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Students build a solar powered greenhouse that produces 50% more energy

When greenhouses became popular in the 19th century, they revolutionized the way plants and produce were grown. Today, greenhouses can maintain constant temperatures all year round, making them ideal for harsher climates. But here’s the rub: They are very energy intensive.

That is, unless they’re solar powered.

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[Photo: ©Adrià Goula/courtesy IAAC/Pati Nunez Agency]

In Barcelona’s Sierra de Collserola Natural Park, a group of architecture students recently built a prototype for a solar greenhouse that can grow its own food.and produce their own energy. Constructed of locally sourced pine, the 130-square-meter greenhouse sits on a tiny lot next to Valldura Labs, a self-sufficient habitat research center. And although this greenhouse is found in nature, the concept can be recreated on the rooftops of cities and refugee camps where basic needs like food and energy are harder to meet.

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[Photo: ©Adrià Goula/courtesy IAAC/Pati Nunez Agency]

The greenhouse was developed during a master’s program at the Institute for Advanced Architecture of Catalonia. The students lived on campus for a year and built the two-story building in two months under the direction of architects Vicente Guallart and Daniel Ibáñez.

In 2014, Guallart wrote a book entitled The self-sufficient city. Then Barcelona’s chief architect, Guallart, argued that buildings should be more productive and that we should produce food and energy locally. The greenhouse is in many ways an interpretation of Guallard’s philosophy.

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[Photo: ©Adrià Goula/courtesy IAAC/Pati Nunez Agency]

The structure extends over two floors: the plants germinate below and continue to grow above. An angled glass roof helps capture sunlight during the day, while LED and UV lights support lettuce, tomato and eggplant growth at night. The roof is adorned with solar panels in a checkerboard pattern, while the front and rear windows open for natural ventilation. A nutrient-enriched irrigation system also helps speed up growth. (As an added bonus, they used sawdust from the cut wood instead of soil.)

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[Photo: ©Adrià Goula/courtesy IAAC/Pati Nunez Agency]

Both the LED panels and the irrigation system are powered by the solar panels. The greenhouse uses only about 50% of the energy generated, with the other half going to the nearby Valldura Labs facility. (Guallart says they could have covered the entire roof with solar panels and left 75% of the energy, but budget constraints made that difficult.)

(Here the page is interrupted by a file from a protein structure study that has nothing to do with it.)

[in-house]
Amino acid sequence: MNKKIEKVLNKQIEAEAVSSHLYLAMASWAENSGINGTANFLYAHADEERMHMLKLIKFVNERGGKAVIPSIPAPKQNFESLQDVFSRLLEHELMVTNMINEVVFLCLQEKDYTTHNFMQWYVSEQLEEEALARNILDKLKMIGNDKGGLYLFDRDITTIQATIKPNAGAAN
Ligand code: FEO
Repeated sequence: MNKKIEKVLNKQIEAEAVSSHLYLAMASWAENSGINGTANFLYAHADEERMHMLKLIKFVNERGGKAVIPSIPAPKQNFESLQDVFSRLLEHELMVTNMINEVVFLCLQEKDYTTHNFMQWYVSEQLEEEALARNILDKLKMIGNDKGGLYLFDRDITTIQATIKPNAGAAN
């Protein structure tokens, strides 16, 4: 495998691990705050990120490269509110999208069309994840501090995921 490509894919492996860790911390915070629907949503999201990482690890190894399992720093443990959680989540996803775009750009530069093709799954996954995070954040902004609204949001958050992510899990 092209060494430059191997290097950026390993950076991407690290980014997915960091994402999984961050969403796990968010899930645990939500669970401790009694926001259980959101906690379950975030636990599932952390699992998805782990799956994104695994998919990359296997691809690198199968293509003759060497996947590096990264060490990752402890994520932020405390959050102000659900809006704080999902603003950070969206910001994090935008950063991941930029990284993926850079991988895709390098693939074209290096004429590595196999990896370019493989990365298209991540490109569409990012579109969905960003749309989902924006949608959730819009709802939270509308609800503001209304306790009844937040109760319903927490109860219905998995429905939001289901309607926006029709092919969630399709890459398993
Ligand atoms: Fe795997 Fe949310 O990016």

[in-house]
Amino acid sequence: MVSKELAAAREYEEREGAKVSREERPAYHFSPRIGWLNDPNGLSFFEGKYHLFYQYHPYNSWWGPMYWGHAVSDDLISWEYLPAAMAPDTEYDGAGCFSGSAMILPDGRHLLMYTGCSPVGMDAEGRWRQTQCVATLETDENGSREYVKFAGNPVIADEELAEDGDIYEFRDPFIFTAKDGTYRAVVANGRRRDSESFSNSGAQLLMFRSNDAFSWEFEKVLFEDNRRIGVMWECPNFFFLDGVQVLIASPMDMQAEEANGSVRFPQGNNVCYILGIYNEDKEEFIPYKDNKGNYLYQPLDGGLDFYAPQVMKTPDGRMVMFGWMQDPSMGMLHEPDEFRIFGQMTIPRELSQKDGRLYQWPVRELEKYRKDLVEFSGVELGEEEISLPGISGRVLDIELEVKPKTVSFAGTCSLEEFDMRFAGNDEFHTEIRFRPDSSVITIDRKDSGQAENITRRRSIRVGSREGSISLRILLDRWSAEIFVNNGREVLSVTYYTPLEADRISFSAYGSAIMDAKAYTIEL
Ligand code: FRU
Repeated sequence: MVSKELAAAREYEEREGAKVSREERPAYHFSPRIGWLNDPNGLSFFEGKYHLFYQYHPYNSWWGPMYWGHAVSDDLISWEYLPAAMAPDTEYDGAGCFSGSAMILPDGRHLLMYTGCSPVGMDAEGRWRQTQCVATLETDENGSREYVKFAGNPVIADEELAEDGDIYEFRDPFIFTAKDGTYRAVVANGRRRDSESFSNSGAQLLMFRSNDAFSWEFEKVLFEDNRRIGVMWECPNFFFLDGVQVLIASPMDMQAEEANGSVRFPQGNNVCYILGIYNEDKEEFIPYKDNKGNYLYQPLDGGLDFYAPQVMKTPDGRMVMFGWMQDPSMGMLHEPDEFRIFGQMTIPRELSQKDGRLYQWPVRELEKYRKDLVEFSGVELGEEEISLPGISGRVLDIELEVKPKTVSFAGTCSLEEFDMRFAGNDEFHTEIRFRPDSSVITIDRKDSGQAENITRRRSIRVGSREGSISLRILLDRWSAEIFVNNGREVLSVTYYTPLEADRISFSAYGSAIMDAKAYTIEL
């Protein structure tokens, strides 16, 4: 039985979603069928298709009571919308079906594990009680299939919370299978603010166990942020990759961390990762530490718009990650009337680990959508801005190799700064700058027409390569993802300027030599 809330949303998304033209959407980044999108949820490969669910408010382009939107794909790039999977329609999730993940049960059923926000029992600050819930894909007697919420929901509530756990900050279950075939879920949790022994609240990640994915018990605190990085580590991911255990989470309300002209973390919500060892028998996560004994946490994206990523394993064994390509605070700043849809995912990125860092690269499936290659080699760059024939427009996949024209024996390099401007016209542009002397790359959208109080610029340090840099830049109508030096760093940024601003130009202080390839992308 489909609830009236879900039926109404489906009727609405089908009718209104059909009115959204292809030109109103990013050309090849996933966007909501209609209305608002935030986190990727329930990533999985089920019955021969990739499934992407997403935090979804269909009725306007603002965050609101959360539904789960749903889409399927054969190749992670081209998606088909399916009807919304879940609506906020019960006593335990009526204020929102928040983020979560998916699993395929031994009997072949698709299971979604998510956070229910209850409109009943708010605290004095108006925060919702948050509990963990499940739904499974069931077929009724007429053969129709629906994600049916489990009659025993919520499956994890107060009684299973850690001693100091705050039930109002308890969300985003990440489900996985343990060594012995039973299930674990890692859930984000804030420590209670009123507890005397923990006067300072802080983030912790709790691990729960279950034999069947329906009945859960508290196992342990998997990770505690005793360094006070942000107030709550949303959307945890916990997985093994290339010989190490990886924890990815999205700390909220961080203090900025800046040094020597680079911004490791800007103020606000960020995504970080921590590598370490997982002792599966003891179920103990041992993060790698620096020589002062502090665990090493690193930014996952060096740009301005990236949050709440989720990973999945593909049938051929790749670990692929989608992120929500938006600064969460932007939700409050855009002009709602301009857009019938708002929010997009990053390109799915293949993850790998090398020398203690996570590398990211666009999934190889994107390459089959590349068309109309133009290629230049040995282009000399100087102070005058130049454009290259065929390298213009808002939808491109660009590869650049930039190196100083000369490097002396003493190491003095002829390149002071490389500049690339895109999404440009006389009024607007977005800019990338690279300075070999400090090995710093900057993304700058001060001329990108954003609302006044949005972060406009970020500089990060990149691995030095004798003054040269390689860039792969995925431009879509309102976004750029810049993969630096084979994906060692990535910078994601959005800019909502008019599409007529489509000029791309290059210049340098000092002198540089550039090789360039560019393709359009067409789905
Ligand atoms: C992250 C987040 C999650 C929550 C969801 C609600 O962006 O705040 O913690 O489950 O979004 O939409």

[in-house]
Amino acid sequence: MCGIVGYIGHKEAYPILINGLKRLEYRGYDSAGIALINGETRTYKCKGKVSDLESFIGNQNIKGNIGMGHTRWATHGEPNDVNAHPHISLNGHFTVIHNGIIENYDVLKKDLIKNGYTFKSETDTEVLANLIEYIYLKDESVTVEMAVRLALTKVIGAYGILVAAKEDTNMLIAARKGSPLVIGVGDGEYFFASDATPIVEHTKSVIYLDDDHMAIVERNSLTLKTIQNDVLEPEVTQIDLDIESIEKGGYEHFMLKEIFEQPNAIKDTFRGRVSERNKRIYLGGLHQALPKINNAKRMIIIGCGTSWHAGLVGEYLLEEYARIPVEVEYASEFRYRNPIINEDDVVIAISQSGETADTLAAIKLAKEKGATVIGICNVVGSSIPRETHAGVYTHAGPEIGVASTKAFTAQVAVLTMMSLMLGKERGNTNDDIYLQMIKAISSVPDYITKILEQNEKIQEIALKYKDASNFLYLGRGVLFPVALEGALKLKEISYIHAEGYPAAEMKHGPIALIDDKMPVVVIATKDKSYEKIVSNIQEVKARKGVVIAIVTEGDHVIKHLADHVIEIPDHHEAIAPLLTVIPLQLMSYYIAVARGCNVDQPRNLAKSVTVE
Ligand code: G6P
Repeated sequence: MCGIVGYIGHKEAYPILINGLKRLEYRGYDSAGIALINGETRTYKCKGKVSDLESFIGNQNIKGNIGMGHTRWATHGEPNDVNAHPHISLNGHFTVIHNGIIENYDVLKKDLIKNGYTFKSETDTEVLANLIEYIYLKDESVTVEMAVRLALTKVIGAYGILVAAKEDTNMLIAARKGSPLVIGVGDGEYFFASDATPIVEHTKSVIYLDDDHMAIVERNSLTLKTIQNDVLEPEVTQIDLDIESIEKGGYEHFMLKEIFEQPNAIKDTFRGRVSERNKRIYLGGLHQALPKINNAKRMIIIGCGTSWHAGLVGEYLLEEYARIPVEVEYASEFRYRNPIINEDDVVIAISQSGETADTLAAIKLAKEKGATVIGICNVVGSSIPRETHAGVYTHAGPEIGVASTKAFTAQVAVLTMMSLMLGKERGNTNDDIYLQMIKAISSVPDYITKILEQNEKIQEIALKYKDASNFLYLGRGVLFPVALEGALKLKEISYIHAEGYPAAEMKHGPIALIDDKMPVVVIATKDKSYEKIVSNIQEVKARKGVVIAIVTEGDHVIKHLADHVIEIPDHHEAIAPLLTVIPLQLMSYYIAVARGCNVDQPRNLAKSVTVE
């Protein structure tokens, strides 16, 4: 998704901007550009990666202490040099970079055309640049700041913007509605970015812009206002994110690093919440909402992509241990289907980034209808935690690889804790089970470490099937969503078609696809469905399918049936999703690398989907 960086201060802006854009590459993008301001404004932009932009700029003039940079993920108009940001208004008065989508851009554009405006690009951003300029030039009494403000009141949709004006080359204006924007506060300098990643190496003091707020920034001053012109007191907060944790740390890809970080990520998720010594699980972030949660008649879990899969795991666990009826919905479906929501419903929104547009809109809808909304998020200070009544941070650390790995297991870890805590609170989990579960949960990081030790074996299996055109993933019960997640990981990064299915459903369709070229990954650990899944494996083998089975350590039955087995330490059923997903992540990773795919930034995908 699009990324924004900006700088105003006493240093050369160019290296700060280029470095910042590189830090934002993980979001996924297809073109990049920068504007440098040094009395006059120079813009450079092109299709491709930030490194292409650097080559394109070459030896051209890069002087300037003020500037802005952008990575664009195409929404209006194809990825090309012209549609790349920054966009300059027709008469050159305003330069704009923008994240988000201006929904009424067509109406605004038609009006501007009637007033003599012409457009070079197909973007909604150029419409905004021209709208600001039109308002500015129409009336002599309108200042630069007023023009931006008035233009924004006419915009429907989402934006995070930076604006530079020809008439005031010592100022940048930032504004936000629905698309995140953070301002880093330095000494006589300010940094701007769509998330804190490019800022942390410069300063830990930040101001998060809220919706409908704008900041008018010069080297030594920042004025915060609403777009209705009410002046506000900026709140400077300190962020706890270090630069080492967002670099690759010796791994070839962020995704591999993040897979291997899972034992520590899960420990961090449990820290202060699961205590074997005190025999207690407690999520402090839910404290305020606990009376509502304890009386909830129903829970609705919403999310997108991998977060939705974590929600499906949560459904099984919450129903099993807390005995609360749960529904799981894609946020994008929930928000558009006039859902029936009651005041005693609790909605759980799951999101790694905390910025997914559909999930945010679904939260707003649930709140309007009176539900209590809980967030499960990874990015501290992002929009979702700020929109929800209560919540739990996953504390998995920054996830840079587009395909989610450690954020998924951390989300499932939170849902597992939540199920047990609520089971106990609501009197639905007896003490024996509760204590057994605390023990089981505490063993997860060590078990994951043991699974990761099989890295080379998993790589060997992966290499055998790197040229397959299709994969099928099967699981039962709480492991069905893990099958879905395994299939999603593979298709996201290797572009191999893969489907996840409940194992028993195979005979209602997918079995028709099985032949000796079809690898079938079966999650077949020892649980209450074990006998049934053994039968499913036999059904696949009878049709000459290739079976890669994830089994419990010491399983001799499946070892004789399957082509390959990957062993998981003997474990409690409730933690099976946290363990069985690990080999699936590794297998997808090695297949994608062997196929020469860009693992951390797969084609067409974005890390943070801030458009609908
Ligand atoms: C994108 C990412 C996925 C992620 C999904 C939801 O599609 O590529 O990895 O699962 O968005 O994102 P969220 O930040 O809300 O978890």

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[Photo: ©Adrià Goula/courtesy IAAC/Pati Nunez Agency]

The prototype was completed in September 2021 and has already influenced the design of a rooftop greenhouse for the tallest wooden building in Barcelona that Guallart’s office Guallart Architects is currently designing. At 1,600 square feet and 29 feet tall, the greenhouse will be more than 10 times larger than the prototype. But existing buildings can also be supplemented with solar greenhouses. “If we decide we want to produce food and energy in our cities, we can do that, the only thing we have to do is adapt our buildings or align our buildings to that,” says Guallart. It all depends on how many flat roofs your city has. (In Barcelona he says about 80% are flat.)

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[Photo: ©Adrià Goula/courtesy IAAC/Pati Nunez Agency]

For Guallart, the ultimate goal is to build communities capable of growing their own food and producing their own energy. Outside of Beijing, Guallart Architects is now working on a self-sufficient residential complex with communal greenhouses and solar-powered roofs. “Rather than spending money buying groceries and paying energy companies, we should strengthen communities and buildings by creating new infrastructure that makes them stronger,” he says. “We can invest once and manage forever.”

https://www.fastcompany.com/90736444/students-build-a-solar-powered-greenhouse-that-produces-50-more-energy-than-it-uses?partner=feedburner&utm_source=feedburner&utm_medium=feed&utm_campaign=feedburner+fastcompany&utm_content=feedburner Students build a solar powered greenhouse that produces 50% more energy

JACLYN DIAZ

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